Message from Deputy Dean: Health Services, Dr Tracey Naledi

11 December 2020 Read time 3 min.
Deputy Dean: Health Services, Dr Tracey Naledi
Deputy Dean: Health Services, Dr Tracey Naledi

Within the Faculty of Health Sciences’ Health Services portfolio, the past year was dominated by the SARS-COV-2 pandemic. This was a time of hardship, pain, suffering and death. Who can erase the images of long lines of people queuing for food; or the patient dying alone in hospital without the loving touch of their closest family; or the family left devastated by the death of multiple family members? COVID-19 has served as a harsh reminder of the deep inequities that exist in our country, and the fragility that this brings. It has also been a reminder of the privilege we have to offer care and compassion in a time of need.

Compassion, care, collaboration, partnership and innovation have been the cornerstone of all that we have done in 2020. We congratulate our partners in the Western Cape Government:Health (WCG:H) and the National Health Laboratory Service (NHLS) for exemplary, innovative, agile service delivery that has seen  our province deal decisively with the challenges presented by this pandemic. I commend our staff at the University of Cape Town’s (UCT) Faculty of Health Sciences for showing the value of our contributions to these partnerships through our academic leadership and innovation. 

The Faculty’s staff have supported National, Provincial and Local government with rapid evidence and guidance for decision-making in many facets of the response. Our contributions ranged from public health, prevention, clinical care, mental health, palliative care,  pathology, virology community health and health systems development and so much more. Our colleagues in the School of Public Health and Family Medicine have supported an impressive contact tracing process and further strengthening of WCG:H information systems that made almost real time information available to decision makers and to the general public for them to ignite their own agency for health and wellbeing during this pandemic.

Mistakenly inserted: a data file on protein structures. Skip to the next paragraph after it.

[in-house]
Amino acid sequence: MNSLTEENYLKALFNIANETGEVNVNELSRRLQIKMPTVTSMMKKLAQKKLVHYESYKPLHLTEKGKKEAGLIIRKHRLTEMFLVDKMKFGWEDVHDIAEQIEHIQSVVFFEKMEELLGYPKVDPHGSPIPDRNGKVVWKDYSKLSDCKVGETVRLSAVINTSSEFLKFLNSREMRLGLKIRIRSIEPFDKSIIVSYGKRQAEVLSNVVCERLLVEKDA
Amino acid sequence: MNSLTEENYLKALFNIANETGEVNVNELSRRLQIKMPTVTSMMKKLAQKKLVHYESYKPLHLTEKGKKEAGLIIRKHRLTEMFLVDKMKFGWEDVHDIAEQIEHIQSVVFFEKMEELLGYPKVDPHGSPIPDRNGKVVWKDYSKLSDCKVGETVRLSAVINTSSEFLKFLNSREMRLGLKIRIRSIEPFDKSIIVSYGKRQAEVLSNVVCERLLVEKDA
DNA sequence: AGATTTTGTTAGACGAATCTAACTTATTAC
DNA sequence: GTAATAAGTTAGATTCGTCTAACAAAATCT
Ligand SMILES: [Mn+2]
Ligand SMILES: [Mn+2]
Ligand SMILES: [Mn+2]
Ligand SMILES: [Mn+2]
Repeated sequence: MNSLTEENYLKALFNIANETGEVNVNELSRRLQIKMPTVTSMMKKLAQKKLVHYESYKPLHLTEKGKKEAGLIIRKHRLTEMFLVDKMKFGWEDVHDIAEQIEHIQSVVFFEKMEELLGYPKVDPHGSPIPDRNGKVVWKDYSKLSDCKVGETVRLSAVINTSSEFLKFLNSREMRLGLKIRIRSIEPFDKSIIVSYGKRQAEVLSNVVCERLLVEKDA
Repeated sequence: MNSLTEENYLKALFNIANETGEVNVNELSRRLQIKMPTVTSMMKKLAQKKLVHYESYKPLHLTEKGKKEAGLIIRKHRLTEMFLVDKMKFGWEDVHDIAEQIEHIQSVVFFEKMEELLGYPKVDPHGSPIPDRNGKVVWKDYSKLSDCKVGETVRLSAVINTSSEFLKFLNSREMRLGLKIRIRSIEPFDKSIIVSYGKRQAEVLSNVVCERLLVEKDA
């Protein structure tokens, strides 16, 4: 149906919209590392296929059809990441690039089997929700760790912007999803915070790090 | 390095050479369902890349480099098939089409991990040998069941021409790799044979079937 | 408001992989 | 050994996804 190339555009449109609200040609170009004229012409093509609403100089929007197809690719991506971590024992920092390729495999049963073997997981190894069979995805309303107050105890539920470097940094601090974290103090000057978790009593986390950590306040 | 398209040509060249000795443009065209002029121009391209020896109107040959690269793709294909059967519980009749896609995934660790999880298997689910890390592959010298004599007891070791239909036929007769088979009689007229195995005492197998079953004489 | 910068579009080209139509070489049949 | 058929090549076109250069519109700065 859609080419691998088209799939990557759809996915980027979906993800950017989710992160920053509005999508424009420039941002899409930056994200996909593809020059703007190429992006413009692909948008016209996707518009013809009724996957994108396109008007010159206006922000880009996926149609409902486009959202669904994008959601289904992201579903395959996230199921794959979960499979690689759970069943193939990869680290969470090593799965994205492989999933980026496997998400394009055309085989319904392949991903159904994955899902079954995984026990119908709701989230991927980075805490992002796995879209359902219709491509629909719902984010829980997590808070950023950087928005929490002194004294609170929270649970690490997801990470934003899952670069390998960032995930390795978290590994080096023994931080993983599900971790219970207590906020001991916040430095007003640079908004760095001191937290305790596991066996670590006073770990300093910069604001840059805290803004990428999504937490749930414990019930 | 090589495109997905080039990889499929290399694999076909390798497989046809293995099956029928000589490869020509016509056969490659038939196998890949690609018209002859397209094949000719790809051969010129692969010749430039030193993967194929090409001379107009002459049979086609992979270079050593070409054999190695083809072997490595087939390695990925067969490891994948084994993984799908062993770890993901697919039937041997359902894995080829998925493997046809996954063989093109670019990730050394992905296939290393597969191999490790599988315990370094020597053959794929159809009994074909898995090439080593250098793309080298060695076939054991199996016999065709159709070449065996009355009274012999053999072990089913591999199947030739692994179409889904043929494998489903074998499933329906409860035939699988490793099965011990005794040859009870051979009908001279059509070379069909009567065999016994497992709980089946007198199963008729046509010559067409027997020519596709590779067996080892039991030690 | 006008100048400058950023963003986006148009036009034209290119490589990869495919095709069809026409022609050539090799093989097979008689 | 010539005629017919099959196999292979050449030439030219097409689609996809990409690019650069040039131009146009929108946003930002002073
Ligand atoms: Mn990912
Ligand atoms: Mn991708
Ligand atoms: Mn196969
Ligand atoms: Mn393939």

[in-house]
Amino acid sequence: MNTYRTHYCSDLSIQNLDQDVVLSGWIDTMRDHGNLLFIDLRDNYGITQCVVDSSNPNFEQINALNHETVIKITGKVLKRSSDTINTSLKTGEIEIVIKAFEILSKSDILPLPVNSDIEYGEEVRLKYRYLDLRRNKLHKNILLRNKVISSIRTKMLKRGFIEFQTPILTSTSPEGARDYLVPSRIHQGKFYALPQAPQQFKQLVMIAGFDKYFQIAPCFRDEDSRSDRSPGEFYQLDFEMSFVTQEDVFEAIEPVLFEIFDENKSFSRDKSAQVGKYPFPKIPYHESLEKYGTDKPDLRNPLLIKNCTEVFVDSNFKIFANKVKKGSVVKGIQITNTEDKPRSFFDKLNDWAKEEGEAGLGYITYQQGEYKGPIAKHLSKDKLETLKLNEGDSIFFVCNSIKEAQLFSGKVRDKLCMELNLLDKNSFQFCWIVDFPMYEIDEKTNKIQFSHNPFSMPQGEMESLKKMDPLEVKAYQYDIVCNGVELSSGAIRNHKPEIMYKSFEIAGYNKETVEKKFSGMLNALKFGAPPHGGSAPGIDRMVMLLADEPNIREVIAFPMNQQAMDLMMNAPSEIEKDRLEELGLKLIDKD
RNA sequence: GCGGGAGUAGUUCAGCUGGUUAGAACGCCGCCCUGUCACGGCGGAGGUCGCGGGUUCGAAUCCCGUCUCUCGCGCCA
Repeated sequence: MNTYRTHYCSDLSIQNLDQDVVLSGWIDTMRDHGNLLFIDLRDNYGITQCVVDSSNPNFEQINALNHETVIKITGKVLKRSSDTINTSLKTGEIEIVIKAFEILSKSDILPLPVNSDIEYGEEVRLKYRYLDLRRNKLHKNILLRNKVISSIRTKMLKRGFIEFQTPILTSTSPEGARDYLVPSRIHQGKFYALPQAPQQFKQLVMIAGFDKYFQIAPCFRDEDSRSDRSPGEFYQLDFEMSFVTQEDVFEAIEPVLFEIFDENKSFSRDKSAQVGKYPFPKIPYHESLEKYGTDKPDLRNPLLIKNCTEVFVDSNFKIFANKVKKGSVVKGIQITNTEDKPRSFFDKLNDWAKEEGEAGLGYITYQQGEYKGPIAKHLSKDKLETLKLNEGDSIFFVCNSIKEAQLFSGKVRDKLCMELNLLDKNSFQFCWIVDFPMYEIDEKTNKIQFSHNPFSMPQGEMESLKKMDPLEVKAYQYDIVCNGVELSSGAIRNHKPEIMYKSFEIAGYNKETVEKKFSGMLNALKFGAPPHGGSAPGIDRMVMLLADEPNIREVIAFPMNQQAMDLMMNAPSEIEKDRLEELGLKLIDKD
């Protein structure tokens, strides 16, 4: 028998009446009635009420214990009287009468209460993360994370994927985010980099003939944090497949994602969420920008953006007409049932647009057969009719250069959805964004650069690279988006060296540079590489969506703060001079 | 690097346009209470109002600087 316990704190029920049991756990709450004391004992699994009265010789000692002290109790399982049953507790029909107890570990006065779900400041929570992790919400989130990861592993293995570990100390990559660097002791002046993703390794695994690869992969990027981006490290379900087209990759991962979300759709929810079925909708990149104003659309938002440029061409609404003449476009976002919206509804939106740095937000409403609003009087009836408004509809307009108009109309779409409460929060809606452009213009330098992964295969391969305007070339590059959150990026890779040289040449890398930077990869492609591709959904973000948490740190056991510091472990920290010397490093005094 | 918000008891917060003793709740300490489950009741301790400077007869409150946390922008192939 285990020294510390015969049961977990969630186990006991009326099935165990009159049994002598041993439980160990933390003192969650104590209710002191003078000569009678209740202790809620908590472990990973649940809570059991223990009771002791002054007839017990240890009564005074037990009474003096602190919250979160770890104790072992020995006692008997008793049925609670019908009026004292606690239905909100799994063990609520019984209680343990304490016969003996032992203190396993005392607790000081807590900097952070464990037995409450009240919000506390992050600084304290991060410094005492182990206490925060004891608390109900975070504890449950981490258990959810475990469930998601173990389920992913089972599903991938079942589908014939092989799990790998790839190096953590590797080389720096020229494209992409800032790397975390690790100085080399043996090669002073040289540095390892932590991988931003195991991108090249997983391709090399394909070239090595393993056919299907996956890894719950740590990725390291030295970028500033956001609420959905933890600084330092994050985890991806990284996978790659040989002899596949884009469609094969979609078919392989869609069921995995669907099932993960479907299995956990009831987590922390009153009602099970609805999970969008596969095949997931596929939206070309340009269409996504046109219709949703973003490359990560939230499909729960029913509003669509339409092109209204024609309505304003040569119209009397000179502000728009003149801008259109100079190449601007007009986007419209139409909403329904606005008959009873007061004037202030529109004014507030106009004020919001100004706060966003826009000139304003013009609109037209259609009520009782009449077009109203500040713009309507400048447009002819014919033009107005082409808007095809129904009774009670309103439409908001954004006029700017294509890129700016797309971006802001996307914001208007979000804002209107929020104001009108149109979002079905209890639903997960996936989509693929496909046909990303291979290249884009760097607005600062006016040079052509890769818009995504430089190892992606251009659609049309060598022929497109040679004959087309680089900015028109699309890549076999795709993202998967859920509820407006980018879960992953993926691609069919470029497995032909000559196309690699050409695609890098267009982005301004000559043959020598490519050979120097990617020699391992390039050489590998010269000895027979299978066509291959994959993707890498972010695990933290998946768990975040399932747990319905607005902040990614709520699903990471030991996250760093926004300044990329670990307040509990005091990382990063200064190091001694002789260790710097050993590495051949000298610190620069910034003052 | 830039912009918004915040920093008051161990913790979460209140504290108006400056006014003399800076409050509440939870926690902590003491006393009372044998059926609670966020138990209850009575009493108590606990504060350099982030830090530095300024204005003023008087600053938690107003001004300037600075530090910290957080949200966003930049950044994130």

Community rehabilitation workers trained by our Department of Health and Rehabilitation Sciences have been doing phenomenal work in strengthening self-management and community support at a time that health services have not been accessible to many, particularly those living with disabilities. 

The conversion of the Cape Town International Conference Centre (CTICC) into an 862-bed field hospital dubbed the ‘Hospital of Hope’ in record time by our colleagues in Family Medicine, Emergency Medicine and other departments was really an incredible achievement. We look forward to the reflections from that experience and the gems that this will provide for further health systems strengthening. We applaud the NHLS, who rapidly scaled up their efforts despite testing shortages and massive logistical challenges, supported by our team in the Division of Medical Virology, who developed and implemented an extraction free polymerase chain reaction (PCR) approach We celebrate the partnership between NHLS, Groote Schuur Hospital and UCT’s Faculty of Health Sciences that described the new SARS-CoV-2 variant (501Y.V2 or B.1.351) in the Western Cape that has largely been responsible for the second wave of infections.

Under the most trying professional and personal circumstances, we celebrate, honour and applaud all our staff who are actively working to ignite agency for an inclusive and just society built on health equity.  The prolific writer and human rights activist, Arundhati Roy writes: “Historically, pandemics have forced humans to break with the past and imagine their world anew. This one is no different. It is a portal, a gateway between one world and the next.” Let us rise to this challenge.

Siyabonga, camagu, re a leboga, baie dankie, thank you!

Creative Commons License This work is licensed under a Creative Commons Attribution-NoDerivatives 4.0 International License.

Please view the republishing articles page for more information.